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A Fare Discussion



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Dear Editor:

There has been recent discussion regarding providing reduced fares for low income residents. However, some middle-income residents for whom unlimited passes do not make economic sense or who take short trips or require multiple fares to complete a trip also need relief from the MTA’s fare hikes every two years.

Three dollars to travel less than a mile and another three dollars to return home is too expensive. The fact that those traveling from Tottenville to Pelham Bay Park pay the same amount makes little sense and is unfair.

Zone systems do not make sense either for dense urban areas. So, what is the answer? It is a timebased system where you pay a flat amount for traveling within a certain time-period. Since we do not have to swipe when exiting, the time element can only be measured from when you enter the system until when your final transfer is made.

We do not have such a system because of the MTA’s irrational fear of losing too much revenue due to riders being able make a round trip for one fare. The amount of revenue that would be lost would be far less than estimated. The reason being that estimates do not include additional trips that would be made such as a quick 15 minute errand which could be made for $3 instead of six.

It is this same fear that allowed an unfair bus transfer system, allowing a free transfer for a second bus while having to pay an additional fare for another route on a parallel street, to exist for an additional 50 years after it no longer made any sense. The BMT refused to change that system in the 1930s when it acquired virtually all the bus routes in Brooklyn from a half dozen private companies. The Board of Transportation, the New York Transit Authority and the MTA kept this unfair system in place until the 1980s.

Extra fares were required to transfer between buses and subways until MetroCard Gold was instituted. Again, it took far too long to add these transfers because of a fear that too much revenue would be lost. After each major fare change it was learned that the estimates for lost revenue were too high.

It is time we eliminate the final element of an unfair fare system which gets more unfair with each fare increase. That is not permitting short round trips within a short time frame for a single fare and one-way trips requiring three buses and two fares. There are only a handful of locations where three buses are allowed for a single fare but those are kept secret.

It is not as if some round trips cannot already be made for a single fare. Where the network is dense, with a little ingenuity, all it takes is traveling home on a different bus route with a little extra walking or traveling one way by train and returning home by bus, if you do it within two hours. So why not allow that for everyone?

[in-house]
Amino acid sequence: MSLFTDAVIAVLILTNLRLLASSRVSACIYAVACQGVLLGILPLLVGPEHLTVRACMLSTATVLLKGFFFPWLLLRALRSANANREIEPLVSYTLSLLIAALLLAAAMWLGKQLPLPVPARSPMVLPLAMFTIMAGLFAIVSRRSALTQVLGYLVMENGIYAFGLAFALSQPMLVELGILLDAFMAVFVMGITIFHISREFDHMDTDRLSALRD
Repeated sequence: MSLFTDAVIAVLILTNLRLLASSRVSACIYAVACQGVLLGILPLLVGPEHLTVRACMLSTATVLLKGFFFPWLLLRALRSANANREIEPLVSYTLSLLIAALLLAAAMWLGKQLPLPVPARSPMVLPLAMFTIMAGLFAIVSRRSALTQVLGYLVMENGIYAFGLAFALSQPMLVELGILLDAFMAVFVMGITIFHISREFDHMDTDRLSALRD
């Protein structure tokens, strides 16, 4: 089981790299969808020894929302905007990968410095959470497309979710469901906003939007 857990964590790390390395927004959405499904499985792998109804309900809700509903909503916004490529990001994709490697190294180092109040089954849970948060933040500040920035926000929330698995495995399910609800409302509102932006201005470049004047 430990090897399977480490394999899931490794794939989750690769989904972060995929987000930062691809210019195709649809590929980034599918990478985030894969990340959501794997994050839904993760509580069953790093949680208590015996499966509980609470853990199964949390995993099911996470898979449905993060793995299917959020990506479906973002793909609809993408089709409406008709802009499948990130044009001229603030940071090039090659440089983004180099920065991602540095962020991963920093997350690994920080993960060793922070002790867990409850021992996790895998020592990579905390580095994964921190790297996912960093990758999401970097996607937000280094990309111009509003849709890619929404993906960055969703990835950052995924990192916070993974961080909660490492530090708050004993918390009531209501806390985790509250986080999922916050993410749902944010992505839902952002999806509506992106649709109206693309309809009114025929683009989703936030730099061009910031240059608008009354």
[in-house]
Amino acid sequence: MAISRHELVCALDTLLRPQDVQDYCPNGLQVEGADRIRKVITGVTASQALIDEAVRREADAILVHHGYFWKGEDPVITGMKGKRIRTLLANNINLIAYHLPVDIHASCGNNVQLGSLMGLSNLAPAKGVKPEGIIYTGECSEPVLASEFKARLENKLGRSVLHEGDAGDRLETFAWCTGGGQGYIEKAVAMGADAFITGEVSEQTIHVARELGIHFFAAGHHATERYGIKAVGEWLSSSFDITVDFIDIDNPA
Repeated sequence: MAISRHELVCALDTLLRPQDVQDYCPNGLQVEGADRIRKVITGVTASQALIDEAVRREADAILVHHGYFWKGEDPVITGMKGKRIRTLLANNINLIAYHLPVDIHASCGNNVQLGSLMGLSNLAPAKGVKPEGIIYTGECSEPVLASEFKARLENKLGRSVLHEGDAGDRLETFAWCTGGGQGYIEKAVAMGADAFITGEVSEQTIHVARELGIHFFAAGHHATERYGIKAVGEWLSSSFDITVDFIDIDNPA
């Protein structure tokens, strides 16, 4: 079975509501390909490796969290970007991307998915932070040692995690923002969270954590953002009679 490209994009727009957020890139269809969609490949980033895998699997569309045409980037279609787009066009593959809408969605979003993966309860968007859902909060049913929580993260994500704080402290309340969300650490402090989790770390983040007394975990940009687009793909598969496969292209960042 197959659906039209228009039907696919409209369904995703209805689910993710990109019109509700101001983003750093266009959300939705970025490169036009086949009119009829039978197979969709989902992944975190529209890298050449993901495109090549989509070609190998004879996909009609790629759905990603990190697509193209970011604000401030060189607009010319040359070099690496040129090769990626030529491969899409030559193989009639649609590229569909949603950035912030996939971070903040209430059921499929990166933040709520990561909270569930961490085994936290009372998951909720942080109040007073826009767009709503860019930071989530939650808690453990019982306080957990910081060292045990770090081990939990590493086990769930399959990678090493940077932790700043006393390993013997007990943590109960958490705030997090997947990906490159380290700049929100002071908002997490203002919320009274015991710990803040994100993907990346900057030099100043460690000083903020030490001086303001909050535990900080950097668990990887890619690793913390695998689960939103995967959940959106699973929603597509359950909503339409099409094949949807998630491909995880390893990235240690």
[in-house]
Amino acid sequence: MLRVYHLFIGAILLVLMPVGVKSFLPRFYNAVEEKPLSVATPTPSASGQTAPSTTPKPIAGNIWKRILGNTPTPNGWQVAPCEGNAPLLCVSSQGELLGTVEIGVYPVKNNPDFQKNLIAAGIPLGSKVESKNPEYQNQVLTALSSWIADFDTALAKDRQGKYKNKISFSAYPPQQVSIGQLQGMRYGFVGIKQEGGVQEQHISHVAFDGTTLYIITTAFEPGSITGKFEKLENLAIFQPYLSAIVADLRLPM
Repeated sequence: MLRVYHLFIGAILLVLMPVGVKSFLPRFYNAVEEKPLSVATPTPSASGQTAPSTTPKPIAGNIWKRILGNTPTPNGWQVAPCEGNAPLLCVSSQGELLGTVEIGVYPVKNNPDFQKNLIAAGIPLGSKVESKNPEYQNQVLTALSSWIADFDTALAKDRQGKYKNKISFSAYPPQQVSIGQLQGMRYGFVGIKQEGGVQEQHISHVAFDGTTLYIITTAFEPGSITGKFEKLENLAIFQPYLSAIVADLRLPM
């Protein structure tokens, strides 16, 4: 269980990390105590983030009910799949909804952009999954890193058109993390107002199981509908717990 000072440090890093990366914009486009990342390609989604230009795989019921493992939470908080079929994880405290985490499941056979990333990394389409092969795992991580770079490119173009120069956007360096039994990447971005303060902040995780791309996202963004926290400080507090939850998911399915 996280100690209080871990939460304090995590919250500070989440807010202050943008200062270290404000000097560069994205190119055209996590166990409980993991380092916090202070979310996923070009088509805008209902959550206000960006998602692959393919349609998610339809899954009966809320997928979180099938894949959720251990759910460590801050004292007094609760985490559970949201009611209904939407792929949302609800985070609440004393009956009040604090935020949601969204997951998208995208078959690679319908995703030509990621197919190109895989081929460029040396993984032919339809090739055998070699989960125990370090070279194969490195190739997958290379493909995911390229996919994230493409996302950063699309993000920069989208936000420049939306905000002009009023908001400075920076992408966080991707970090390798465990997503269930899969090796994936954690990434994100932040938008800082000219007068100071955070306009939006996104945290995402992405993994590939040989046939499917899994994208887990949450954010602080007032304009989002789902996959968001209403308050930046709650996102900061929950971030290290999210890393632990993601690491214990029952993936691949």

Why should someone requiring three buses to make a short trip be punished further with an additional fare because an outdated route structure that doesn’t happen to serve his needs? He is already punished by having to wait for three buses.

What about those who take a long bus ride using two buses when a bus to the train and another one from the train would be quicker, but would cost an extra fare? How much extra bus service is provided because of this unfair fare policy? No one knows, because this has never been studied.

There used to be a policy that no service change will require additional fares. However, the MTA abandoned that policy. Now, SBS riders who want to transfer to the local (because stops are spaced too far for them to walk to) and need to transfer to a third bus require an additional fare to take advantage of SBS time savings. An example would be B44 passengers boarding at Avenue R.

This is what I propose: Unlimited trips for one fare if the time between entering the system and making your final transfer is no greater than 90 minutes (or two hours when service is infrequent). That way no one travels or walks extra distances just to save a fare and the MTA does not have to provide extra bus service due to travel patterns resulting from someone avoiding an extra fare.

Such a system would also allow walking transfers between two subway lines that do not have a physical connection allowing for more direct trips.

When the subways were operated by private companies, extra fares or indirect travel was required because there were no transfers between those companies. Although the fare was only a nickel, there were a high percentage of trips requiring three or even four fares. Each time the fare was further rationalized, that percentage dropped significantly.

Half the riders do not have unlimited passes. Those are the ones who suffer from our present unfair policy and they should not be ignored. Reducing the benefits for those riders pushes more passengers into the pay per ride category, while raising the base fare punishes double fare riders twice as much. Neither of the MTA’s two proposed options is satisfactory. Nor is the long-range plan to increase this unfairness every two years and as additional SBS routes are added.

It is time to eliminate the final barrier to an unfair fare system by allowing unlimited rides within a short time-period for a single fare. Most passengers without unlimited passes still will pay at least two fares daily so this change will minimally affect revenue.

ALLAN ROSEN

If you didn’t see your letter this week, don’t despair. The volume of letters we receive each week dictates that some be held over for the following week.



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